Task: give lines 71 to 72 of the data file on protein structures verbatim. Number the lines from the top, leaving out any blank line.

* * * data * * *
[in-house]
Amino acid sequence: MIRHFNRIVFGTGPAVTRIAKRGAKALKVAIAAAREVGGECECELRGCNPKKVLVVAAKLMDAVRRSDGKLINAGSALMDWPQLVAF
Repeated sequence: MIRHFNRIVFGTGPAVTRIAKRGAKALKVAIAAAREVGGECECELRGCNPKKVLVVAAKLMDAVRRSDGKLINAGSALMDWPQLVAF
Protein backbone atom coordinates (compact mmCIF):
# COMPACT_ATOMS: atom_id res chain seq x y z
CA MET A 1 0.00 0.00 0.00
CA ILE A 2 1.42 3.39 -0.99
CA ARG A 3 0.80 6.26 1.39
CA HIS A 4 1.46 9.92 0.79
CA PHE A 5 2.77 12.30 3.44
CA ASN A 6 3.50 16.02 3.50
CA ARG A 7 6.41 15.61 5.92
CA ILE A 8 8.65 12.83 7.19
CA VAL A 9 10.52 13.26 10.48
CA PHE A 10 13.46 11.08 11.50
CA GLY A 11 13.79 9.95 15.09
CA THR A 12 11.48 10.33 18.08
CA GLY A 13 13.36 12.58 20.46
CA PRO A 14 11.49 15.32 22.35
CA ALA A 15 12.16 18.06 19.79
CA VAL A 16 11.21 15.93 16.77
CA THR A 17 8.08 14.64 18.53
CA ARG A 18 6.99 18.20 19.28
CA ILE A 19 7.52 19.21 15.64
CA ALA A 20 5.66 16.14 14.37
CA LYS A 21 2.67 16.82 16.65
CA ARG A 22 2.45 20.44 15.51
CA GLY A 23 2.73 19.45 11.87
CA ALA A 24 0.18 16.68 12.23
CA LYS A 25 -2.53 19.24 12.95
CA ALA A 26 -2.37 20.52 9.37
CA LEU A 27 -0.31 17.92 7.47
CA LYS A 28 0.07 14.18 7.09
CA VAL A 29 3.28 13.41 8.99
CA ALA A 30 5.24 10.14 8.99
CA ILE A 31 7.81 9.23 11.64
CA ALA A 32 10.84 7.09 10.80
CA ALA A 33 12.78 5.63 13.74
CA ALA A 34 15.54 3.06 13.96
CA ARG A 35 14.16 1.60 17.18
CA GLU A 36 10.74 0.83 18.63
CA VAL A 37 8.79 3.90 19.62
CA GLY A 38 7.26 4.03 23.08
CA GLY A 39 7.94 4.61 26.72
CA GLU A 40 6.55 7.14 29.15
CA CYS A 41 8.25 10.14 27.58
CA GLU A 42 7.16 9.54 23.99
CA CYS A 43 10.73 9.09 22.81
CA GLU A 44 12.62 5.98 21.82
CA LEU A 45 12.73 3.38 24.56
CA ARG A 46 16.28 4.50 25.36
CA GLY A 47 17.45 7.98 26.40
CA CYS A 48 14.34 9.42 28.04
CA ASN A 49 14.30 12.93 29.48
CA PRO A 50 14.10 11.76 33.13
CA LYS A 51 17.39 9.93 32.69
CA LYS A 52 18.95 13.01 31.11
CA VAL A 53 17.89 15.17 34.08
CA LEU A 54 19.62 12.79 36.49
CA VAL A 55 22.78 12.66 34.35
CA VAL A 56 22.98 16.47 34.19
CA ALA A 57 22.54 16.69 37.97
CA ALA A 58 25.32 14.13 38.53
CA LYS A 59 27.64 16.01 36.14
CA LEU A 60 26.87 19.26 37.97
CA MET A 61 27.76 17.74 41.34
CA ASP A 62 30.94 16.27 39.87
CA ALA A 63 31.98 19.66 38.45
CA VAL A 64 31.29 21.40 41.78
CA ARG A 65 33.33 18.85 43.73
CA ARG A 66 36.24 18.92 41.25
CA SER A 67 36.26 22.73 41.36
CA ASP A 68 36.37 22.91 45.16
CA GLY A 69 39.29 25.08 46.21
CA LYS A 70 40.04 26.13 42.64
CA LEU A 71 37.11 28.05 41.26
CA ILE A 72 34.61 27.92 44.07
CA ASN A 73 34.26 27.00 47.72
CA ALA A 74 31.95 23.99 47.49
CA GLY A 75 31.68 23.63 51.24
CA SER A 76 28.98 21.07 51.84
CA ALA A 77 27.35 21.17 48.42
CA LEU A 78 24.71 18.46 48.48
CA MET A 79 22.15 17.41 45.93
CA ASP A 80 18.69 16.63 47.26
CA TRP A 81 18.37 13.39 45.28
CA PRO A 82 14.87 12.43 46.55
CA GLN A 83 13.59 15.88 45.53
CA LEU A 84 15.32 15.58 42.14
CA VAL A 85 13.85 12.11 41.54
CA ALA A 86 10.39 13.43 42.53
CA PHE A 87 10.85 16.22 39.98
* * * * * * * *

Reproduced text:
CA ARG A 66 36.24 18.92 41.25
CA SER A 67 36.26 22.73 41.36